When IT Meets Politics

Feb 11 2014   7:57PM GMT

The irony of exposing state surveillance between 70th birthday of Colossus and Safer Internet Day

Philip Virgo Profile: Philip Virgo

Tags:
Bletchley
Colossus
Edward Snowden
Facebook
Google
guardian
Microsoft
national museum of computing

The commentators responding to the Guardian press cover for the launch of Glenn Greenwald‘s anti NSA website, The Intercept appear to lack a sense of history, let alone of irony.

I have blogged many times before on the symbiotic relationship between computing  and surveillance and between Bletchley and Fort Meade and very recently on the women, younger in years than Snowden but considerably more mature, who “won the war” (or at least shortened it by many years and millions of dead).

It is nice, therefore, to be able to link to the photos taken at the 70th Anniversary of the first time a “computer” broke a cipher of some of the those who kept silent for half a century. It is also nice to link to a reconstruction of the process, from intercept to decrypt .Both remind us that computing and surveillance are more efficiently, securely and discretely run by women. They tend to focus on the job instead of playing macho games or demanding attention.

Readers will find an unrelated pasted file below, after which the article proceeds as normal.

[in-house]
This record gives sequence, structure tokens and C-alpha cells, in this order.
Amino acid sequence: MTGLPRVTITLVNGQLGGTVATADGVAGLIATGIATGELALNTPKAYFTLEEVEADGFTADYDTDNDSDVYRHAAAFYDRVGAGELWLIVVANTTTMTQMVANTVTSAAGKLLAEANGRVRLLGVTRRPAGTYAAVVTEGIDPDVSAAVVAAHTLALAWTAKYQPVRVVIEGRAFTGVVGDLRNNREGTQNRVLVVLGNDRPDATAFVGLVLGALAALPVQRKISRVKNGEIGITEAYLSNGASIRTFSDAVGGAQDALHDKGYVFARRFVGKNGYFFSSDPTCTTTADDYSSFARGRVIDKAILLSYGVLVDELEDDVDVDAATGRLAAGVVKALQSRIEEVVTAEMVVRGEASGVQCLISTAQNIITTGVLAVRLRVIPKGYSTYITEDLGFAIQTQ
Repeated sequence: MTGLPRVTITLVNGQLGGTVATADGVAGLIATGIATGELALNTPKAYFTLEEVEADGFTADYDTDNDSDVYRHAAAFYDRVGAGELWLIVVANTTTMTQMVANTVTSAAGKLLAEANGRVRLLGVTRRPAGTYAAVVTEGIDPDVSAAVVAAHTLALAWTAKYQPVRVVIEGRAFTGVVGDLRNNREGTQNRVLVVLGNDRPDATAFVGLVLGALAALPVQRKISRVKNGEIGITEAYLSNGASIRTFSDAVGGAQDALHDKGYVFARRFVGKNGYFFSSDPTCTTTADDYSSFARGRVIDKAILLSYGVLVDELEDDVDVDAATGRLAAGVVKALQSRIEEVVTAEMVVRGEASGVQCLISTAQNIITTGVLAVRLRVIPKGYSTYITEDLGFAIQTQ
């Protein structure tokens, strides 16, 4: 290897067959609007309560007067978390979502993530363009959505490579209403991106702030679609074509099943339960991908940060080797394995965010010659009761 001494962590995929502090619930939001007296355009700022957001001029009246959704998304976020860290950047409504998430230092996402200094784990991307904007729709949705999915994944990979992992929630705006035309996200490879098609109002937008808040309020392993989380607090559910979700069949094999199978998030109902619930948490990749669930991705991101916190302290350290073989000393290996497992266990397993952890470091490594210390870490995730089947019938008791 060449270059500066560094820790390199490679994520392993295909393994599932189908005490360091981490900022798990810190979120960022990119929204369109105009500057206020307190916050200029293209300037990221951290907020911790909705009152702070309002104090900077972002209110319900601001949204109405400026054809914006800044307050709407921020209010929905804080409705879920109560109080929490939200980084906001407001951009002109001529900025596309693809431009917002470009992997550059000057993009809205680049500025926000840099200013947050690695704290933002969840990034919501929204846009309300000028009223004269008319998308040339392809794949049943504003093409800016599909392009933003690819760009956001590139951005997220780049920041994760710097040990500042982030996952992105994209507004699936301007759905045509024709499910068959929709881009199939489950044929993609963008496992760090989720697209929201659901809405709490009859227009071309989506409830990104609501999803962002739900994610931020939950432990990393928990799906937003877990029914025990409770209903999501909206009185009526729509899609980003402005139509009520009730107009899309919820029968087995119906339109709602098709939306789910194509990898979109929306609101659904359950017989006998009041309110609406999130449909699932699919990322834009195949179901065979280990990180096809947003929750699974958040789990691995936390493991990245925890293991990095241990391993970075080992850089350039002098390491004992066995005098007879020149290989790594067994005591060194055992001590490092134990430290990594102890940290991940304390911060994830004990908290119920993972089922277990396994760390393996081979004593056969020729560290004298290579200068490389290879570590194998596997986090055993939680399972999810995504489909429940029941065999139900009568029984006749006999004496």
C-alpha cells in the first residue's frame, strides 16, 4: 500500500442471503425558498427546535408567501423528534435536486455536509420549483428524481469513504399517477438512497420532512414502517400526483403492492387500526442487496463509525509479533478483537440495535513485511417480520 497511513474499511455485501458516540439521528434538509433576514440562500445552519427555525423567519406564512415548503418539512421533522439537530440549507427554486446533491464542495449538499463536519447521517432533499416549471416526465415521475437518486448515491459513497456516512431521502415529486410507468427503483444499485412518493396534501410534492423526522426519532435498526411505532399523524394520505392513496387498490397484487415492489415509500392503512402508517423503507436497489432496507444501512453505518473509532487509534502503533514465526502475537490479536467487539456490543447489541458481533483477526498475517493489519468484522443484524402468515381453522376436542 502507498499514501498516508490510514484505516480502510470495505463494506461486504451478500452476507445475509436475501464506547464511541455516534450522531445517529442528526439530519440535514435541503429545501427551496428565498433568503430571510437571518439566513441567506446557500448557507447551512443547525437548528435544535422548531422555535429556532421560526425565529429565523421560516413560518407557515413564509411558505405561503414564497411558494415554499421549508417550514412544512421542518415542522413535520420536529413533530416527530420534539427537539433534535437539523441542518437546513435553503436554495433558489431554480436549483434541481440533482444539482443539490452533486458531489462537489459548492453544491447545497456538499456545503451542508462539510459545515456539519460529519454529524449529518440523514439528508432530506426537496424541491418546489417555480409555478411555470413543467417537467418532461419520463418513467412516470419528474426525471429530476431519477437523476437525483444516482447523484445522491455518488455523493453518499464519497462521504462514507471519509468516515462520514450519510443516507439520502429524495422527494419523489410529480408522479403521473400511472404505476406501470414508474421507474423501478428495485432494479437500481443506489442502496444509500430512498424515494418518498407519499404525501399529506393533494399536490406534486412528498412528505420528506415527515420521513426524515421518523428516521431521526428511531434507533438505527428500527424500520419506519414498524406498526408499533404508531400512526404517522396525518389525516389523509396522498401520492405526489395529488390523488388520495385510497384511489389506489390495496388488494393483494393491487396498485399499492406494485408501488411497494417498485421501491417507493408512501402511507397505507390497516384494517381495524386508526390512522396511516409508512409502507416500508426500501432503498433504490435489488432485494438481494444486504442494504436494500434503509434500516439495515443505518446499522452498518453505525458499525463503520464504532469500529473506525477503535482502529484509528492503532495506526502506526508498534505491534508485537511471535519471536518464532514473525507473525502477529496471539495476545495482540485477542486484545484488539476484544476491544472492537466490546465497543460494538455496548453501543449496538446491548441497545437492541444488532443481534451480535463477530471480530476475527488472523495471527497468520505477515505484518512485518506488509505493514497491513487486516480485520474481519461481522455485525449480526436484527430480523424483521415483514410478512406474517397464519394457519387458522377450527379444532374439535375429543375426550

The even bigger irony is that “The Intercept” should be launched on the eve of Safer Internet Day , when most of the world is more concerned about the predators and perverts watching us and our children than about what the Security Services might be doing.

I suspect that, were a survey to be done today, more of the population (not just parents and grandparents)  would say that the security services were not doing enough surveillance, but were spending far too much, watching the wrong people, very inefficiently.  Instead they should be working hand in glove with Telcos, ISPs and players like Facebook, Google and Microsoft to protect us all, not just those in power.

Personally I am more concerned to be able to control what my fridge tells the food police and to avoid reprisals from my ISP or Search Engine when I put my mobile smart phone in a booster bag mesh bag (miniature Faraday Cage) to avoid all their location dependent adverts.   
P.S. Jim Prideaux has just (Thursday 13th) sent me the following: “your phone might not survive very well in a booster bag. Better to turn off if you don’t want location tracked.

Indeed just knocking it on inside a bag could be bad news because it will try harder and harder to get a signal. Perhaps modern phones are cleverer, but it was an concern when we had to use such bags.” Does anyone supply a mobile phone booster “case” which will protect against accidentally switching it on and draining the battery? 

 

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